David A. Shank has been reflecting on the mission of the church from an Anabaptist perspective for more than half a century. His writings represent among the best biblical, theological, and missiological study on the matter, shaped by two primary contexts–Europe and Africa–where his ministry took place. This collection will be of particular interest to global church leaders wanting to know more about how to contextualize the gospel message; to mission and church historians interested in examining how missiological thought and practice evolves over time; and to pastors, students, and mission workers seeking insights from a wise elder as they serve the church through its mission efforts in the twenty-first century.
About the author and editor
David A. Shank, retired in Goshen, Indiana, served as a Mennonite mission worker with his wife, Wilma, in Europe (1950–73) and West Africa (1979–89). His many missiological writings include a three-volume doctoral study of the Liberian Christian prophet, William Wadé Harris, abridged and published as The Prophet Harris: “Black Elijah” of WestAfrica (Brill, 1994).
James R. Krabill served in West Africa as a Bible and church history teacher among African-initiated churches. He currently serves as senior executive for global ministries at Mennonite Mission Network in Elkhart, Indiana.
David Shank’s writings are rich and original, always stimulating and sometimes prophetic, but far too little known. This splendid collection, beautifully presented and interpreted, thus comes as a boon and a blessing.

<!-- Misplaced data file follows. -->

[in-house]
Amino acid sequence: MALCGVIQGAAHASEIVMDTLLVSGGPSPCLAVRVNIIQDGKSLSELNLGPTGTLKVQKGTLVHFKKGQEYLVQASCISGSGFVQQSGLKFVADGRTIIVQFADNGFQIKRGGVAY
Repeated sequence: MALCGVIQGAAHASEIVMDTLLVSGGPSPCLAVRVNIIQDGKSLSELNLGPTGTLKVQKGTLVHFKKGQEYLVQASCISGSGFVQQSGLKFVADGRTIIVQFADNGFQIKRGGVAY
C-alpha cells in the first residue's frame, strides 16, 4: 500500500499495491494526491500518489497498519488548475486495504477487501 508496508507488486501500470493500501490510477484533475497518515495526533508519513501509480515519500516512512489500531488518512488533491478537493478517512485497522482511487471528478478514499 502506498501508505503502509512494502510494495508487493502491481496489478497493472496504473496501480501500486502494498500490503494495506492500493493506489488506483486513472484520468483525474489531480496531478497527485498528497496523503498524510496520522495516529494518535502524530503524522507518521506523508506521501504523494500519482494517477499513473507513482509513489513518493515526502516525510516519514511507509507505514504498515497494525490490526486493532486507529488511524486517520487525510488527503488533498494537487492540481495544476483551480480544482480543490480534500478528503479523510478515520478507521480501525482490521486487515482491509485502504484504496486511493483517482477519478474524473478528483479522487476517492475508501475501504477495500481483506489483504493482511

—Andrew F. Walls, Professor, Liverpool Hope University; Honorary Professor, University of Edinburgh
This book will inspire readers by its compelling, deeply instructive, and well written content. More importantly, they will discover in it a delightfully poignant reminder that God’s people are citizens of an upside-down kingdom in which the meek inherit the earth, the poor are blessed, the humble are exalted, and the rich and powerful are sent empty away when God’s will is done in God’s way on God’s earth, as it is in heaven.
—Jonathan J. Bonk, Executive Director, Overseas Ministries Study Center; Editor, International Bulletin of Missionary Research
Margins may be fragmented and ill defined. But as each essay in this collection develops a particular strand of David A. Shank’s ministry and motivation, the full-orbed tapestry emerges: a picture that is at once history, vision, and a sourcebook for continued faithfulness as individuals and church in God’s mission.
—Alice M. Roth, Vice President, Overseas Ministries, Mennonite Board of Missions, 1990–99